Michael Chriss used a picture of the mythical goddess to introduce his lecture on her planetary namesake and its transit of the sun.


When we think of an eclipse of the sun, we naturally think of the moon covering the sun with day turning into night.  Just this month, on May 20, Tucsonans were treated to an eclipse in which the moon took a healthy “bite” out of the sun, not quite completely covering it.

Next Tuesday (June 5), we will see the planet Venus eclipse the sun.  Actually, since Venus is much further away from us than is the moon, it will look like a large black dot silhouetted against the far larger bright solar disk.  This is called a “transit” and you must use protective filters over your eyesto observe it.  It will be observable from about 3:30 p.m. until sunset.  Don’t miss it, because it won’t happen again until the year 2117.

The lecture portion of the program will begin at 11:30 a.m. in the Great Room of the Academy building. Michael Chriss, a retired professor of astronomy and planetarium director at the College of San Mateo in California, will talk about the history and importance of these events.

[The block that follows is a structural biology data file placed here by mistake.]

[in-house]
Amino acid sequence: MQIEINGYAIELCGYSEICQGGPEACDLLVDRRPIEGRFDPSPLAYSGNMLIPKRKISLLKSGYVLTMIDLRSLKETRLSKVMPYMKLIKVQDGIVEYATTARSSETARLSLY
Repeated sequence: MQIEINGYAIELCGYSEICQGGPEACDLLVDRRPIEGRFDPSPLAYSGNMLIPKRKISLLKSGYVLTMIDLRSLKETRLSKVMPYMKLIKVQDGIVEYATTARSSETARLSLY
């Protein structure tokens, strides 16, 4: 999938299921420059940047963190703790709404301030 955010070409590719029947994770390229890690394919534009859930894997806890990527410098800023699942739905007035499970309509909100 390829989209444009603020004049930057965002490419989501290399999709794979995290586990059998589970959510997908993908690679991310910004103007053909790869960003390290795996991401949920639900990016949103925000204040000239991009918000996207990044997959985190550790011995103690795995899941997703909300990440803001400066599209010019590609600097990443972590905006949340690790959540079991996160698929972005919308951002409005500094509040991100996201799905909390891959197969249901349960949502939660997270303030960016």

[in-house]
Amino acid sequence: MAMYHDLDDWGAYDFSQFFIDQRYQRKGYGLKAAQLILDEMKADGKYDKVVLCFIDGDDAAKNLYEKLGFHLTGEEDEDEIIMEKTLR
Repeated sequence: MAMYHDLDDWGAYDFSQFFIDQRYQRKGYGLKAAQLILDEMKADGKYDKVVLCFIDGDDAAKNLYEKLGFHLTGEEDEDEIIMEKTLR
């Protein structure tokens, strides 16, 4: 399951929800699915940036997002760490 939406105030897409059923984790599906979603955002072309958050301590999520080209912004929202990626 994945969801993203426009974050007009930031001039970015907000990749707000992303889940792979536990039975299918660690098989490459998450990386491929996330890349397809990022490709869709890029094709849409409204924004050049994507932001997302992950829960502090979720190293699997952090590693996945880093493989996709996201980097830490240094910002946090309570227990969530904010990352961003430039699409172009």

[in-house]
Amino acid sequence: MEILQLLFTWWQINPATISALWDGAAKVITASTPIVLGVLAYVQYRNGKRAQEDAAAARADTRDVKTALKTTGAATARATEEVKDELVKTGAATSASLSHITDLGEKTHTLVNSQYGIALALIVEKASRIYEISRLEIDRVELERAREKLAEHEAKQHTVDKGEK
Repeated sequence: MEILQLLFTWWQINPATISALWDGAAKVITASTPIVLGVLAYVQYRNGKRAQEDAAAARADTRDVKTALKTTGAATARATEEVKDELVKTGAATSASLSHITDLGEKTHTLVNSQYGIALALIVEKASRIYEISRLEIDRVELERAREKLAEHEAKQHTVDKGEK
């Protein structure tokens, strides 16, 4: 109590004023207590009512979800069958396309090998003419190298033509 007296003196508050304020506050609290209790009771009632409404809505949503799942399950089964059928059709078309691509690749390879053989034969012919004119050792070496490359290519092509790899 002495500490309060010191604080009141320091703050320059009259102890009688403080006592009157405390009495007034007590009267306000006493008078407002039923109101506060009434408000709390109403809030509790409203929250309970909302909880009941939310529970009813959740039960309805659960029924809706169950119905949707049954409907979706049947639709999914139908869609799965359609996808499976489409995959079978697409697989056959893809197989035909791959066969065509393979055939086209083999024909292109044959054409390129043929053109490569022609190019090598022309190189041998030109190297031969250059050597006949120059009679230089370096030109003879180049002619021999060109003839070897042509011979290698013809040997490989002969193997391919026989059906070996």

Marcia Neugebauer, a retired scientist at the Jet Propulsion Laboratory, will then discuss observations of the atmosphere of Venus made by the solar satellite SOHO as it passed through the plasma tail of Venus during a near-transit of Venus in 1996.

After the two talks, visitors are encouraged to enjoy lunch in the Academy Cafe, where soup, sandwich and salad bar prices ranging from $4.50 to $9.25.

Then, starting at about 3:30 p.m., people will have the opportunity to observe the transit for themselves through special telescopes set up on the Academy Village patio.


Villagers View ‘Transit of Venus’ safely: May 2012
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